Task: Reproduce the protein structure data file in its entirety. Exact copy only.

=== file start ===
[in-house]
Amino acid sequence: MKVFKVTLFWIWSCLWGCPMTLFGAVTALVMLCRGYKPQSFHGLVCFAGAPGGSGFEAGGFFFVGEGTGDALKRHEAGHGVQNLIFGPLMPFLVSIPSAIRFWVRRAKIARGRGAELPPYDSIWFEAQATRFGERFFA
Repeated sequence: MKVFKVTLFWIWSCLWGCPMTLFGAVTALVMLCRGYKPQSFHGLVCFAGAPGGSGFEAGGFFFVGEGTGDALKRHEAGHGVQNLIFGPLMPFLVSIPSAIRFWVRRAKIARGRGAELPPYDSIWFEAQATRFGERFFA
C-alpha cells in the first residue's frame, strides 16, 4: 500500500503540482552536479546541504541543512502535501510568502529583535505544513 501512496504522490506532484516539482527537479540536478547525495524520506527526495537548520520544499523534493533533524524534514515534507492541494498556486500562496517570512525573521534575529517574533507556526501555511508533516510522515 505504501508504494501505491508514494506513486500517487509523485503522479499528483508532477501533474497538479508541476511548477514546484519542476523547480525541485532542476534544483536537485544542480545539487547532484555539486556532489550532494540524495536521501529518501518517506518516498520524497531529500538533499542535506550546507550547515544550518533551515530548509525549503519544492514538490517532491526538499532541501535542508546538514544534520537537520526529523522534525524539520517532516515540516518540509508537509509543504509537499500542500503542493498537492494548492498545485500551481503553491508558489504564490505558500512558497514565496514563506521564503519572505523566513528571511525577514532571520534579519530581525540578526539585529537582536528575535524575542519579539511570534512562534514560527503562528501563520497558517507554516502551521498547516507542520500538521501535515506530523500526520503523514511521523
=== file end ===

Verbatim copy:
[in-house]
Amino acid sequence: MKVFKVTLFWIWSCLWGCPMTLFGAVTALVMLCRGYKPQSFHGLVCFAGAPGGSGFEAGGFFFVGEGTGDALKRHEAGHGVQNLIFGPLMPFLVSIPSAIRFWVRRAKIARGRGAELPPYDSIWFEAQATRFGERFFA
Repeated sequence: MKVFKVTLFWIWSCLWGCPMTLFGAVTALVMLCRGYKPQSFHGLVCFAGAPGGSGFEAGGFFFVGEGTGDALKRHEAGHGVQNLIFGPLMPFLVSIPSAIRFWVRRAKIARGRGAELPPYDSIWFEAQATRFGERFFA
C-alpha cells in the first residue's frame, strides 16, 4: 500500500503540482552536479546541504541543512502535501510568502529583535505544513 501512496504522490506532484516539482527537479540536478547525495524520506527526495537548520520544499523534493533533524524534514515534507492541494498556486500562496517570512525573521534575529517574533507556526501555511508533516510522515 505504501508504494501505491508514494506513486500517487509523485503522479499528483508532477501533474497538479508541476511548477514546484519542476523547480525541485532542476534544483536537485544542480545539487547532484555539486556532489550532494540524495536521501529518501518517506518516498520524497531529500538533499542535506550546507550547515544550518533551515530548509525549503519544492514538490517532491526538499532541501535542508546538514544534520537537520526529523522534525524539520517532516515540516518540509508537509509543504509537499500542500503542493498537492494548492498545485500551481503553491508558489504564490505558500512558497514565496514563506521564503519572505523566513528571511525577514532571520534579519530581525540578526539585529537582536528575535524575542519579539511570534512562534514560527503562528501563520497558517507554516502551521498547516507542520500538521501535515506530523500526520503523514511521523